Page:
When he was with his friends, Lowe was self-deprecating and funny, and with his wild golden hair, wire-rimmed spectacles, and lithe, muscular frame, he had no shortage of female admirers. “Ladies sort of migrated in his direction,” his brother Greg has said, “and he didn’t discourage it.” But when Lowe was in the mountains, he focused on climbing and the natural beauty that surrounded him. He possessed a Zen-like calm and the rare ability to move fluidly between rock and ice, even on the most exposed high-altitude terrain. By the 1970s and early ’80s, Lowe was widely considered the greatest alpinist from North America, and everyone from National Geographic to Eddie Bauer lined up to sponsor his expeditions. “He was one of the climbing gods,” says climber Malcolm Daly, who met Lowe in the ’70s.

Lowe lifted the sport of ice climbing to a new level in 1974. He and his climbing partner, Mike Weis, forged an ascent up the 365-foot Bridal Veil Falls icefall near Telluride. That climb was also the beginning of something more; years later, Lowe founded the world-famous Ouray Ice Festival. (The festival is now in its 21st year and draws thousands of international climbers to the Colorado mountain town each January.)

His next big accomplishment came in 1979 when Lowe completed an expedition up Nepal’s 22,349-foot Ama Dablam for an ABC production. The following morning he woke up hungry to do something of his own: He spontaneously soloed an unclimbed 4,000-foot route on the mountain’s south face.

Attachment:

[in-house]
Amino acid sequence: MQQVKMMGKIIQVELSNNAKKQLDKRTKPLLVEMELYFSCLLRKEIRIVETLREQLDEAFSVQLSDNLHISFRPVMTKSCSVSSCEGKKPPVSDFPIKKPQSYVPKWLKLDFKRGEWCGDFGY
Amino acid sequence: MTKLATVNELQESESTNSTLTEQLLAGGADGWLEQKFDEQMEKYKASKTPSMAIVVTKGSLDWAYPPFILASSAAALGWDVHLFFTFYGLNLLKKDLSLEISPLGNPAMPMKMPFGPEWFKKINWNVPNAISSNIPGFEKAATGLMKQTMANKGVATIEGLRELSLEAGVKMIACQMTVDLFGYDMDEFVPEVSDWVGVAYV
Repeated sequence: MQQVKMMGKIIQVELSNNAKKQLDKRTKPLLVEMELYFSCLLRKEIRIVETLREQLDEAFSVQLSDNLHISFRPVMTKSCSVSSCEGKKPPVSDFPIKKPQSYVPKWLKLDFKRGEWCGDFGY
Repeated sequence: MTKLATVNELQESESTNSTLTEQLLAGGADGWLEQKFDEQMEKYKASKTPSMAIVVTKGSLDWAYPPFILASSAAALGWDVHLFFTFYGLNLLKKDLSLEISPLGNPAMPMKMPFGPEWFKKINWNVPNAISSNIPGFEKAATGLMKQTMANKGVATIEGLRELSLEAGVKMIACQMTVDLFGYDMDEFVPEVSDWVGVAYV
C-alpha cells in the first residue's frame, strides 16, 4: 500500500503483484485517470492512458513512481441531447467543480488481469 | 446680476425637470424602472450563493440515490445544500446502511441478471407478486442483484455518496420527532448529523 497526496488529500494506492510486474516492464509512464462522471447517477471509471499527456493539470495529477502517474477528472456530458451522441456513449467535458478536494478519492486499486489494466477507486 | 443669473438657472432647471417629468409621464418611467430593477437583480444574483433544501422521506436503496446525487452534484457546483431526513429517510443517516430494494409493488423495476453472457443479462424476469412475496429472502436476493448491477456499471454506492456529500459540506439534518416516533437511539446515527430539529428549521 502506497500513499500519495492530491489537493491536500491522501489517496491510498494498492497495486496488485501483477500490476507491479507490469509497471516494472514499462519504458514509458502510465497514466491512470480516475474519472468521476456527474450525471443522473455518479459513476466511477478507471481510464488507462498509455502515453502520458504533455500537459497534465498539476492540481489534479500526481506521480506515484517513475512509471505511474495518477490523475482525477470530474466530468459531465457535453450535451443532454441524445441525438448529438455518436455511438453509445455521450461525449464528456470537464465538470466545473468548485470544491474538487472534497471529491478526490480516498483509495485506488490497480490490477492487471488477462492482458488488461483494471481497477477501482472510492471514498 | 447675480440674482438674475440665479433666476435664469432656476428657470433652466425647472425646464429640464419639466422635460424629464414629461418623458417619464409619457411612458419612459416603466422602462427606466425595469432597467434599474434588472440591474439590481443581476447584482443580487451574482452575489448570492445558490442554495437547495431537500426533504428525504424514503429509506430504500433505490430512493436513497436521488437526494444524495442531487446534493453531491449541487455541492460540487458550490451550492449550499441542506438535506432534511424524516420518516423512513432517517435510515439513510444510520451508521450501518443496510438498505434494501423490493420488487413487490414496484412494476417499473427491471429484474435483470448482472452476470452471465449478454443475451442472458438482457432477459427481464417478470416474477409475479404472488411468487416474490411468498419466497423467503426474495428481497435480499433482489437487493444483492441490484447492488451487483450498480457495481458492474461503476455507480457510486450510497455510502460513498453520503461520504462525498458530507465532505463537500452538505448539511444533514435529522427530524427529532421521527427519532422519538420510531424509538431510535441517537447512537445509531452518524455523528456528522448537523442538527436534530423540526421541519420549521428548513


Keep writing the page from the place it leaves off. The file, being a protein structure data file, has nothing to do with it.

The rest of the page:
But Lowe’s life on the ground was far from perfect. By 1991, he had creditors hounding him after a couple of disastrous business ventures; he was reeling from a separation; and he was estranged from his two-year-old daughter, Sonja, after a highly publicized affair with female mountaineer Catherine Destivelle. Lowe’s refuge was climbing. In February 1991, he traveled to the Eiger in Switzerland and attempted Mordwand, one of the most deadly walls in climbing lore—a climb he’d envisioned since boyhood.

After nine days on the wall, Lowe was exhausted. He left his rope and backpack on the mountain (a desperate move he would regret for years) and scurried to the summit unprotected—again making history. He later told friends that on the final ascent he heard a harmonic hum and felt a sense of peace and connectedness he’d not felt before. “Not to get too esoteric,” Lowe says, “but I met my true self up there. Energy and spirit, not flesh and blood.” Lowe named the route Metanoia after the Greek word for a transformative change of heart. Then he returned to the realities of his everyday life.

Lowe was ice-skating with his daughter in 1998 when his legs slipped out from under him. Not long after that, his body began to deteriorate. Running became impossible in 2000. He needed a cane to walk a few years later, and by 2009, he was using a wheelchair full time. In 2012, the neurons controlling his bulbar muscles, which are responsible for speech, quit firing. It became difficult for his friends to understand what he was saying.

Ouray Ice Festival
Visitors at the annual Ouray Ice Festival gather on a bridge to watch a climber below; photo courtesy of Ouray Ice Festival

But as his old life slipped away, new opportunities arose. He returned to Utah in 2002 to spend time with his ailing mother, Elgene, before she died. And after an on-and-off romantic relationship that spanned decades, he reunited in 2009 with climber Connie Self.